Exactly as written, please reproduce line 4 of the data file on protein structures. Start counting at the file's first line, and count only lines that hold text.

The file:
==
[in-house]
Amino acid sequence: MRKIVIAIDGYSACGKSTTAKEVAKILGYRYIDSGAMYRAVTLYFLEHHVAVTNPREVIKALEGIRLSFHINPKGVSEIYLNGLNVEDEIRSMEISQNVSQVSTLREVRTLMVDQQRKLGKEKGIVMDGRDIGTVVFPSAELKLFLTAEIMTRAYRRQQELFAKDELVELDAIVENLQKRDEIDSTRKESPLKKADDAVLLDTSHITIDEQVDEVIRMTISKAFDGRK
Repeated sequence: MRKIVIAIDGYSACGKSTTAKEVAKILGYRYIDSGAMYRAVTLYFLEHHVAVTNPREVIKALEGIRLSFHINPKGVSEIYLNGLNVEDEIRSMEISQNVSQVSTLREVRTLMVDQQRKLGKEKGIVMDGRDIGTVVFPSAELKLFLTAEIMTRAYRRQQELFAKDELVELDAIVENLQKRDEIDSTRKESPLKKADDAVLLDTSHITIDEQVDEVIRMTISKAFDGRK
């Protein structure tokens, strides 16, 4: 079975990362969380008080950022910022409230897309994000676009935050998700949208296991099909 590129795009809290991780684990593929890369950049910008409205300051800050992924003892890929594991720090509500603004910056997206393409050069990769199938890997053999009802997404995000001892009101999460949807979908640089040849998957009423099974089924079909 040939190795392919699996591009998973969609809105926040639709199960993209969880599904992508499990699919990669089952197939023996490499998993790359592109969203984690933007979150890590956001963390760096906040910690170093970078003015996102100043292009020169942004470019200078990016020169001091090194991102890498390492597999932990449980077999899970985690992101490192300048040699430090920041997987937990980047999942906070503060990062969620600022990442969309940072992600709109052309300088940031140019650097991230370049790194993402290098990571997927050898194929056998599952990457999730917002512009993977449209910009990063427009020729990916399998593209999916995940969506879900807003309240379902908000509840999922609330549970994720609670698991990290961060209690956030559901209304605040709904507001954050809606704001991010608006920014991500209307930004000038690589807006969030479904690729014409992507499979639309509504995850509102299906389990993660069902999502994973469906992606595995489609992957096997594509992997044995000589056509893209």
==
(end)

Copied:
């Protein structure tokens, strides 16, 4: 079975990362969380008080950022910022409230897309994000676009935050998700949208296991099909 590129795009809290991780684990593929890369950049910008409205300051800050992924003892890929594991720090509500603004910056997206393409050069990769199938890997053999009802997404995000001892009101999460949807979908640089040849998957009423099974089924079909 040939190795392919699996591009998973969609809105926040639709199960993209969880599904992508499990699919990669089952197939023996490499998993790359592109969203984690933007979150890590956001963390760096906040910690170093970078003015996102100043292009020169942004470019200078990016020169001091090194991102890498390492597999932990449980077999899970985690992101490192300048040699430090920041997987937990980047999942906070503060990062969620600022990442969309940072992600709109052309300088940031140019650097991230370049790194993402290098990571997927050898194929056998599952990457999730917002512009993977449209910009990063427009020729990916399998593209999916995940969506879900807003309240379902908000509840999922609330549970994720609670698991990290961060209690956030559901209304605040709904507001954050809606704001991010608006920014991500209307930004000038690589807006969030479904690729014409992507499979639309509504995850509102299906389990993660069902999502994973469906992606595995489609992957096997594509992997044995000589056509893209």